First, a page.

One of the biggest draws of this series for me has been the complex portrayal of Zen's personal relationships, namely with his girlfriend Tania (Caterina Murino) and his Mamma (Catherine Spaak). While I hate the fact that Zen & Tania's relationship kicks into high gear while they're both still technically married, I'm not gonna lie on a purely fangirl level I adore Sewell and Murino on-screen. Their chemistry is electric and the pair truly excel at playing messed-up individuals striving to desperately grasp some happiness in their personal lives. When the Miletti case reaches a dangerous crossroads, and Zen might actually lose his life, their "I love you" exchange just melted me. First Tania says it, and then Zen CALLS HER BACK, whispers "I love you" and HANGS UP?! That moment pretty much epitomizes everything I love about Rufus in ten seconds - so much restrained passion, emotion, and kindness is in that scene it overwhelms, it really does. There is also a similar exchange with his mother, when he basically thanks her for everything she's ever done for him, then kisses his hands and gestures towards her in salute and WALKS OFF!! He just WALKS OFF and leaves his mother shattered in the kitchen!! Oh my word that was brilliantly played. If you don't understand why I love Rufus Sewell so much, just watch those scenes - they pretty much say it all.
Ben Miles as Colonna has been a constant presence in this series, but his role is significantly expanded in this episode and full of unexpectedly humorous exchanges with his reluctant protege. The professional double-standards the "unfortunately" honest Zen are forced to operate within are, quite frankly, mind blowing. The government wants Miletti recovered safely with a minimum of publicity, since he bankrolls the party in power. The nonchalance with which Colonna hands over a suitcase FULL of laundered money for a second ransom payment is hilarious, because only Zen recognizes the absurdity of the moment. If the money drop fails it's only Zen's career on the line, so one of the best parts of this episode is the revelation of how Zen has learned to work the system in his favor, much to Colonna's chagrin. *wink*
Adrian Johnston's score all worked together in perfect harmony to build suspense. This made the payoff incredibly satisfying, when thanks to cooperation from his private eye friend Gilberto (Francesco Quinn), Zen is able to conceal his and the government's complicity in the illegal ransom plot (embarassing Heuber is just a bonus). I loved the fact that we got to see more of Gilberto in this episode. He and Zen have a stormy friendship, but their regard for each other is so well played I wish Gilberto's role had been greatly expanded in the series (for narrative purposes AND the fact that Francesco is DROP. DEAD. GORGEOUS.).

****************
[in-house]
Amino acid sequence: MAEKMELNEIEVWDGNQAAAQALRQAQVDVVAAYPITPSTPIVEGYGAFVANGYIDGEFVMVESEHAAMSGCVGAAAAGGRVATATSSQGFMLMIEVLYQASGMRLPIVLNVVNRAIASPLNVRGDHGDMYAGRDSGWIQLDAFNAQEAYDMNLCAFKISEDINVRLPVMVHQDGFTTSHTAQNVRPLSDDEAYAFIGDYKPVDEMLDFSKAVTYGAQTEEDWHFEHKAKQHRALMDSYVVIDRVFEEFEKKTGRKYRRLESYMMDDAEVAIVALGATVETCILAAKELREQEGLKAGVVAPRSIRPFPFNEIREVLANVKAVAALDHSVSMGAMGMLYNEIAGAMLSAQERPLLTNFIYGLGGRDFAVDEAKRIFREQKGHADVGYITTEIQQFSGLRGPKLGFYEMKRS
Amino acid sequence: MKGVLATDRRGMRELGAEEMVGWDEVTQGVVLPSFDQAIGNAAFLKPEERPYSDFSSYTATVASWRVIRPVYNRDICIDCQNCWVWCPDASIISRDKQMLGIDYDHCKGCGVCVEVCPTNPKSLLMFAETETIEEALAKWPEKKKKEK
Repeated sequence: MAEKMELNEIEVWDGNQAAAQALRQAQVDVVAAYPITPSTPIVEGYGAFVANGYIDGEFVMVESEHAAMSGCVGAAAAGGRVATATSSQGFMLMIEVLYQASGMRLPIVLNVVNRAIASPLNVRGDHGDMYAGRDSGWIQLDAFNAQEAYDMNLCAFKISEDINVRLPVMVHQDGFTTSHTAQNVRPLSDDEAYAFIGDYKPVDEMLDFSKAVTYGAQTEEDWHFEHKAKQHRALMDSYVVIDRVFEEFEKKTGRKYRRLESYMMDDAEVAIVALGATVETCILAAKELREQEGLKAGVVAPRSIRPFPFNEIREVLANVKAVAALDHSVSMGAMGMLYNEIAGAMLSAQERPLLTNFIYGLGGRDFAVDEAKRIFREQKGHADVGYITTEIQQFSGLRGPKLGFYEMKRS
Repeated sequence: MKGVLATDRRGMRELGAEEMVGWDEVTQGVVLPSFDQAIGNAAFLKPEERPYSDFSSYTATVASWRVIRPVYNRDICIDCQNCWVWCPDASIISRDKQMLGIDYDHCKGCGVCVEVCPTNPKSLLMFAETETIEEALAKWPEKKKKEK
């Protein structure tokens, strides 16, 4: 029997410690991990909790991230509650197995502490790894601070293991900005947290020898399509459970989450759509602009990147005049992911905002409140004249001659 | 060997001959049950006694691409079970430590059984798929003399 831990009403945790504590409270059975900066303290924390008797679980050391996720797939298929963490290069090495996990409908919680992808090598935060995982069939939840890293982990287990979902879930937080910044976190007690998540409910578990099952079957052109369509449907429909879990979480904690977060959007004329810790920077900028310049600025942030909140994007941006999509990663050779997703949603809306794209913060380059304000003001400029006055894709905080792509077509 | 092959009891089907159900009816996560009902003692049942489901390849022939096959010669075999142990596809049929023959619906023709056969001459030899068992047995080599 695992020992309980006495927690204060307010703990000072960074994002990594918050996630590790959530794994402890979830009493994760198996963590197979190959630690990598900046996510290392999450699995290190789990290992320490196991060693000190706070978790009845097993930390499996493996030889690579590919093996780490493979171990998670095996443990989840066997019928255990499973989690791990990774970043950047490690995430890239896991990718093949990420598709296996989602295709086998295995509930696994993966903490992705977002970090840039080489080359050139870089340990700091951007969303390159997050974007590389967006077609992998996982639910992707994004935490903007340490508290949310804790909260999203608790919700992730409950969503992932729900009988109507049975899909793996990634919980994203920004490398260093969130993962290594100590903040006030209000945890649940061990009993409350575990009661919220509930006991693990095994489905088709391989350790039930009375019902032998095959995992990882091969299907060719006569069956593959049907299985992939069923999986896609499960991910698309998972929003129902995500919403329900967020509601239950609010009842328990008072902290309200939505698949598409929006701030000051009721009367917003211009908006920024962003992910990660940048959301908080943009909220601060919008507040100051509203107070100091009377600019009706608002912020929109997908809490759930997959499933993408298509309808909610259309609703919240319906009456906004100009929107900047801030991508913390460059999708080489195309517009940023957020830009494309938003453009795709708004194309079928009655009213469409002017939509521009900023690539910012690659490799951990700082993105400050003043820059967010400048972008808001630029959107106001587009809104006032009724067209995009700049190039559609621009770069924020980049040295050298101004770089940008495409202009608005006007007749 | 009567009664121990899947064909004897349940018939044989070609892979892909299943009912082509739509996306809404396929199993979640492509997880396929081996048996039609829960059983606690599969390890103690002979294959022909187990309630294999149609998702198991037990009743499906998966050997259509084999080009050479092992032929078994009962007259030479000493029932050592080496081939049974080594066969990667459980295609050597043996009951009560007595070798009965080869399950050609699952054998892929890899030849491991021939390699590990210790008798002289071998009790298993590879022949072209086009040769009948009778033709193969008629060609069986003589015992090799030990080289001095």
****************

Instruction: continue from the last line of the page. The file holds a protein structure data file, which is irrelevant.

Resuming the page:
It's interesting, because over the course of this series I've come to appreciate that Zen would be the last person in the world to say that anything comes easily for him. But Ratking gives him that illusion, even for just a brief moment - he's got the girl, the plan to rescue Miletti appears successful - and in a flash it all disappears, leaving him on the brink of personal and professional ruin. You know you probably need to re-evaluate your life when your girlfriend's soon-to-be ex-husband tries to kill himself in front of you (and fails - seriously, this should be read as a cautionary antecdote against affairs), and then your kidnapping investigation blows up in your face in a spectacular fashion, leaving the man you're trying to rescue dead.
But the thing that I like so much about Zen is that he refuses to concede defeat. With nothing left to lose and everything to gain, he persists in his investigation and uncovers the truth, nearly dying in the process. Surviving Ratking was a hard-won victory, and Rufus Sewell proves he was the perfect actor to portray the highs and lows, the depth and nuance in this "everyman" character. And the payoff is oh-so-sweet - strong-arming Colonna into giving him the temporary job of chief, and using his newfound clout to pursue correct (if unpopular) lines of enquiry? PRICELESS, people, freaking PRICELESS.
Zen is a shining standout in Rufus Sewell's filmography. He's such a wonderfully layered, nuanced character - on the one hand, seemingly unflappable and self-assured, on the other hand capable of incredible kindness (oh I LOVED the fact that he donated the government's ill-gotten ransome money to a NUN!) and heart-stopping vulnerability, all while being drop dead gorgeous and adorable. Just when I thought my Rufus Sewell obsession had perhaps reached its height, the man gives me this series - all I can say to that is, more please.